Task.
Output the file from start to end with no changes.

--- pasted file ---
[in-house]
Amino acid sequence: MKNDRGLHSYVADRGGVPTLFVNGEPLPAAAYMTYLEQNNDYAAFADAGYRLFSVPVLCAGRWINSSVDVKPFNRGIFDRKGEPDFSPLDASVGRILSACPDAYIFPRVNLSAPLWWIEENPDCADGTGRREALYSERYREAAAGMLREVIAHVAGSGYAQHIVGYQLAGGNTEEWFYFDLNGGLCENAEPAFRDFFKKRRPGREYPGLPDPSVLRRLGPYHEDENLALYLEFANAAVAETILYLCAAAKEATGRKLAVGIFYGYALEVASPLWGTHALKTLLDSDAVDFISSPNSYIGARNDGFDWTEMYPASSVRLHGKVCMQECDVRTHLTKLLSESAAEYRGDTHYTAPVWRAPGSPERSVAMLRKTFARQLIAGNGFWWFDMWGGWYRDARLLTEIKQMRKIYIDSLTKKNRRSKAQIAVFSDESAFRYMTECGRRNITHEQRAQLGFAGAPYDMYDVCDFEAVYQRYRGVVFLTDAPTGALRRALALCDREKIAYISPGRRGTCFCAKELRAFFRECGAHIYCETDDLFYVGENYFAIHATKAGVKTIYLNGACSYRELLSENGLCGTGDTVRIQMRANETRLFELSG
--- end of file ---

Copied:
[in-house]
Amino acid sequence: MKNDRGLHSYVADRGGVPTLFVNGEPLPAAAYMTYLEQNNDYAAFADAGYRLFSVPVLCAGRWINSSVDVKPFNRGIFDRKGEPDFSPLDASVGRILSACPDAYIFPRVNLSAPLWWIEENPDCADGTGRREALYSERYREAAAGMLREVIAHVAGSGYAQHIVGYQLAGGNTEEWFYFDLNGGLCENAEPAFRDFFKKRRPGREYPGLPDPSVLRRLGPYHEDENLALYLEFANAAVAETILYLCAAAKEATGRKLAVGIFYGYALEVASPLWGTHALKTLLDSDAVDFISSPNSYIGARNDGFDWTEMYPASSVRLHGKVCMQECDVRTHLTKLLSESAAEYRGDTHYTAPVWRAPGSPERSVAMLRKTFARQLIAGNGFWWFDMWGGWYRDARLLTEIKQMRKIYIDSLTKKNRRSKAQIAVFSDESAFRYMTECGRRNITHEQRAQLGFAGAPYDMYDVCDFEAVYQRYRGVVFLTDAPTGALRRALALCDREKIAYISPGRRGTCFCAKELRAFFRECGAHIYCETDDLFYVGENYFAIHATKAGVKTIYLNGACSYRELLSENGLCGTGDTVRIQMRANETRLFELSG